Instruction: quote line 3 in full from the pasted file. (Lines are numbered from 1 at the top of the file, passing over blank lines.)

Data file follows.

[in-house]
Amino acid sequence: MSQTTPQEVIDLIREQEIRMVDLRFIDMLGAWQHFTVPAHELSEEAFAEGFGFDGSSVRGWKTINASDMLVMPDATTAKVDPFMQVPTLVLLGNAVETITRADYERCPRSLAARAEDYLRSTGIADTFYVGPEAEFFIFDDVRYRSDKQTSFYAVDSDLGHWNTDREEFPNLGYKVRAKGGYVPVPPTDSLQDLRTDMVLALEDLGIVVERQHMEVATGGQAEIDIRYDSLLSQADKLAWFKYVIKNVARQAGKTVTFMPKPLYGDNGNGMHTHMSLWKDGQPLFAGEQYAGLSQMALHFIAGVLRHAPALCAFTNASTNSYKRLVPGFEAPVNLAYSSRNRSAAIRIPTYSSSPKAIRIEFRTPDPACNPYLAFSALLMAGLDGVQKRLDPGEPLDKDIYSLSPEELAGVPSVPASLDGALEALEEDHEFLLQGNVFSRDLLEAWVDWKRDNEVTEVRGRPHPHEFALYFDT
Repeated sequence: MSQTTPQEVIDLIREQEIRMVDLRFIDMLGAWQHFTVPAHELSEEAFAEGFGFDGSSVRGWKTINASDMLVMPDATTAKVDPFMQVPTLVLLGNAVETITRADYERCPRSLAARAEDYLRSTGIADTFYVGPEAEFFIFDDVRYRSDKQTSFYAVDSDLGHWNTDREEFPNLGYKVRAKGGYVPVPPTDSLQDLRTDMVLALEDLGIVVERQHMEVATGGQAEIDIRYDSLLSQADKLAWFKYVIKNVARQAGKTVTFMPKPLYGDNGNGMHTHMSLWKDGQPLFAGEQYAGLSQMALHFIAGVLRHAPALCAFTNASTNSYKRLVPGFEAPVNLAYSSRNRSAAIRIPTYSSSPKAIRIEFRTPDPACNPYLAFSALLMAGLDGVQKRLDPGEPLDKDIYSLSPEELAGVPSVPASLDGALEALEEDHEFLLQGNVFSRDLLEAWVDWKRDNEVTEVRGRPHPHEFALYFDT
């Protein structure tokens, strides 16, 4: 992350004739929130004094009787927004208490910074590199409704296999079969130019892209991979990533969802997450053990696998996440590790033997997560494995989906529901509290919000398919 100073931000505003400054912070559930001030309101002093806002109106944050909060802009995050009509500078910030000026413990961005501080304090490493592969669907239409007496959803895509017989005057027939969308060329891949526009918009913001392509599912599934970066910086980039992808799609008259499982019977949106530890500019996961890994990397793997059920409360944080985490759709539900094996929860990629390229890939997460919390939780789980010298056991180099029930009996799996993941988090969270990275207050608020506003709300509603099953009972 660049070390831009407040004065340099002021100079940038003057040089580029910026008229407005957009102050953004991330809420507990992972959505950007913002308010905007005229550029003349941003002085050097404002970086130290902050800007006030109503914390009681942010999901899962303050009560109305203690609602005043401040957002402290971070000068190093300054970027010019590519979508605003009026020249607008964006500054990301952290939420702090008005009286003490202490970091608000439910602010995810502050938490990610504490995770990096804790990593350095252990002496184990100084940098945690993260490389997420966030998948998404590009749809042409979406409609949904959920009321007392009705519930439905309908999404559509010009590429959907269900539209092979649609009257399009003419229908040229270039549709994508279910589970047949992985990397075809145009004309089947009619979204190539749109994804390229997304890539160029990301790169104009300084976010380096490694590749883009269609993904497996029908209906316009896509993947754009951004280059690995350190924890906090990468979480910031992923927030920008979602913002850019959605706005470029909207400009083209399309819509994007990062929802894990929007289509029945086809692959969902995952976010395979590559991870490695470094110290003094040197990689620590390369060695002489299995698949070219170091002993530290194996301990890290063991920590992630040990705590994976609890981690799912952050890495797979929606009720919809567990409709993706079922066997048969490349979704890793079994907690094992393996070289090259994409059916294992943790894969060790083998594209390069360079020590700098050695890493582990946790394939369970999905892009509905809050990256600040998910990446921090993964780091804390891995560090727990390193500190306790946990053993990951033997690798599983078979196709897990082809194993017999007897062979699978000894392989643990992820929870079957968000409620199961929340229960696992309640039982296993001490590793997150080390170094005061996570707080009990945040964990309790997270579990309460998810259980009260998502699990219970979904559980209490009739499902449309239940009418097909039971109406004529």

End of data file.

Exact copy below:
Repeated sequence: MSQTTPQEVIDLIREQEIRMVDLRFIDMLGAWQHFTVPAHELSEEAFAEGFGFDGSSVRGWKTINASDMLVMPDATTAKVDPFMQVPTLVLLGNAVETITRADYERCPRSLAARAEDYLRSTGIADTFYVGPEAEFFIFDDVRYRSDKQTSFYAVDSDLGHWNTDREEFPNLGYKVRAKGGYVPVPPTDSLQDLRTDMVLALEDLGIVVERQHMEVATGGQAEIDIRYDSLLSQADKLAWFKYVIKNVARQAGKTVTFMPKPLYGDNGNGMHTHMSLWKDGQPLFAGEQYAGLSQMALHFIAGVLRHAPALCAFTNASTNSYKRLVPGFEAPVNLAYSSRNRSAAIRIPTYSSSPKAIRIEFRTPDPACNPYLAFSALLMAGLDGVQKRLDPGEPLDKDIYSLSPEELAGVPSVPASLDGALEALEEDHEFLLQGNVFSRDLLEAWVDWKRDNEVTEVRGRPHPHEFALYFDT